Picture: Karen Sandison/African News Agency(ANA)
Picture: Karen Sandison/African News Agency(ANA)

Sugar Master Plan one year anniversary: optimal functioning of sugar value chain is critical to its success

By Time of article published Nov 10, 2021

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By Andrew Russell

On November 16, the sugar industry will celebrate the one-year anniversary of the signing of phase one of the Sugar Industry Value Chain Master Plan. The plan was developed by government, industry stakeholders, retailers and social partners in order to tackle some of the major threats facing the sector and ensure its long-term profitability and sustainability.

These threats have included multiple droughts and falling world sugar prices, as well as an influx of cheap imports and the Health Promotion Levy (HPL or sugar tax), which continues to put pressure on the local industry. We were therefore delighted with the finalisation of the Master Plan last year, which focuses on seven action commitments over a three-year period.

These action commitments are increasing demand for locally grown and manufactured sugar, industry price restraint, improving import protection, strengthening small-scale growers’ support, increasing transformation in the industry, the creation of a diversified sugar cane-based industry and the potential restructuring of the industry.

Over the past year, SA Canegrowers have been an active participant in a number of the joint task teams that have been established in order to achieve these commitments.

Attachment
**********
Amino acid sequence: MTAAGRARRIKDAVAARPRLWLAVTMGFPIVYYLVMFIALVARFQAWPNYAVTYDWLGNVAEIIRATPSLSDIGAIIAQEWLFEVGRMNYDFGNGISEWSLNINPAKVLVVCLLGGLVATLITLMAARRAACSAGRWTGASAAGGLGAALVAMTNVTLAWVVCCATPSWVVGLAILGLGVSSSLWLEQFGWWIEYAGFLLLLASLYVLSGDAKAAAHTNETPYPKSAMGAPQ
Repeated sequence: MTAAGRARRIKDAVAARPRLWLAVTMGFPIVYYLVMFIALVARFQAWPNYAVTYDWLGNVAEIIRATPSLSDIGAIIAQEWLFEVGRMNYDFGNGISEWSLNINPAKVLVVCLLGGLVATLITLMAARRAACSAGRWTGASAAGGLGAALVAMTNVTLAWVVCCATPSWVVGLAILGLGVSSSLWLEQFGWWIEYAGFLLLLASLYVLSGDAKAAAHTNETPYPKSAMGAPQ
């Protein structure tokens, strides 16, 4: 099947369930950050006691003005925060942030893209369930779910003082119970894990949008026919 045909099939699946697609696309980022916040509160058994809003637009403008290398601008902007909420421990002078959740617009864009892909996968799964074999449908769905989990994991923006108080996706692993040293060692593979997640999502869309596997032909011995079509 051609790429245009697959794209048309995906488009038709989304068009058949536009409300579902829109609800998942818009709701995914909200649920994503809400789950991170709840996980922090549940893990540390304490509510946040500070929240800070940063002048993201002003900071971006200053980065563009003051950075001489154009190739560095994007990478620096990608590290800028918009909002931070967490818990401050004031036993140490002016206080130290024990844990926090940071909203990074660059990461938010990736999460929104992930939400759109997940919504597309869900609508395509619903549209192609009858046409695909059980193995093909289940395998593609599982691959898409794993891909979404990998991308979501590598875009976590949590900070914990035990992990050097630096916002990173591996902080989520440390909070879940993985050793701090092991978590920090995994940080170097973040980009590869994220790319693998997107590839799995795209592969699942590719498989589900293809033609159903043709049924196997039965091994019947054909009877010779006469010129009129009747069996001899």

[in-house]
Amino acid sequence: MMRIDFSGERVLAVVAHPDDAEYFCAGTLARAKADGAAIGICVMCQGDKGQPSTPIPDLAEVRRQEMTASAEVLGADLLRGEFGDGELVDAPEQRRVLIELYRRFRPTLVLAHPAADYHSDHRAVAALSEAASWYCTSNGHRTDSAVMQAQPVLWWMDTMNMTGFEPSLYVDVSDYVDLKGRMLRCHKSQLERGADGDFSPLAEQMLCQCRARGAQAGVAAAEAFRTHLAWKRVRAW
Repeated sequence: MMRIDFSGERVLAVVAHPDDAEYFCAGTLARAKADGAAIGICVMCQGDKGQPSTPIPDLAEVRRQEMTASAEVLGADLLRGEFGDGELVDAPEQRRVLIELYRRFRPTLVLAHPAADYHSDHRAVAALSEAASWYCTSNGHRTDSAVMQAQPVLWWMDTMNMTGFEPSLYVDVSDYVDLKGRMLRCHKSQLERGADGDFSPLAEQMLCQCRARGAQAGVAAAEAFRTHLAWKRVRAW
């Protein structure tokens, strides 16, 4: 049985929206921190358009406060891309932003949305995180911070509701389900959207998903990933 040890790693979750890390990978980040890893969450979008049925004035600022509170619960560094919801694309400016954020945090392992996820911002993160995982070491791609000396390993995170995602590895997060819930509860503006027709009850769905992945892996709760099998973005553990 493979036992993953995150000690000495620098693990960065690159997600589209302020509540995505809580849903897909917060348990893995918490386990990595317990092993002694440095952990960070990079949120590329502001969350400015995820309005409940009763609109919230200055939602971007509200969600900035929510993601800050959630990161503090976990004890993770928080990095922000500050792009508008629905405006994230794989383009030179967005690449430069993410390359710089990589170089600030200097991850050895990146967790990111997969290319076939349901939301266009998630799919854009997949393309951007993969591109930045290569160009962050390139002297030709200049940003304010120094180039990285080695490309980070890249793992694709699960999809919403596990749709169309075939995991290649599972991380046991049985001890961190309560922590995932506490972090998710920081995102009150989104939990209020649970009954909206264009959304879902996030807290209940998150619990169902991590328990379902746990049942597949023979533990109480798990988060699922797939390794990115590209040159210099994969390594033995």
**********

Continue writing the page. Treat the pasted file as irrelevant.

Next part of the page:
This has included the Value Chain Diversification Task Team, which is mandated to develop a medium to long term strategy for the diversification of the sugar cane value chain. In May, SA Canegrowers presented the findings of a study it had commissioned with the Roundtable on Sustainable Biomaterials (RSB) on the viability of using South African sugar cane to manufacture sustainable aviation fuel (SAF).

The study found that by diverting 50 percent of the 19 million tons of cane produced by growers each year towards ethanol production, the industry could produce approximately 700 million litres of low-carbon ethanol annually for local or international bio-fuel markets. This ethanol can then be converted into 433 million litres of sustainable aviation fuel (SAF) for the aviation industry.

We are thrilled that this presentation has led to further engagements with government departments and other stakeholders, including the fuel and airline industries, when it comes to taking this ground-breaking initiative forward.

However, we recognise that this will be a long-term project, along with many of the other diversification projects currently being investigated by the industry. Growing cane for the production of sugar will therefore continue to be the main source of income for local growers and the one million livelihoods the industry supports.

It is, therefore, encouraging that despite the challenges faced by the sector, South Africa’s growers managed to increase their production from 14,8 million tons in 2016 to 19,2 million tons in 2020, with a small drop in the year ending March 2021 to 18,2 million tons.

This increased productivity is a credit to the growers and workers in light of the sector shedding just over 9,000 jobs during the first year of the implementation of the sugar tax, which was introduced by the government in 2018. However, for the sugar industry, this growth has not produced the gains it should have in terms of revenue. This is because cane on its own is useless if it cannot be processed into sugar by the mills that are located in KwaZulu-Natal and Mpumalanga.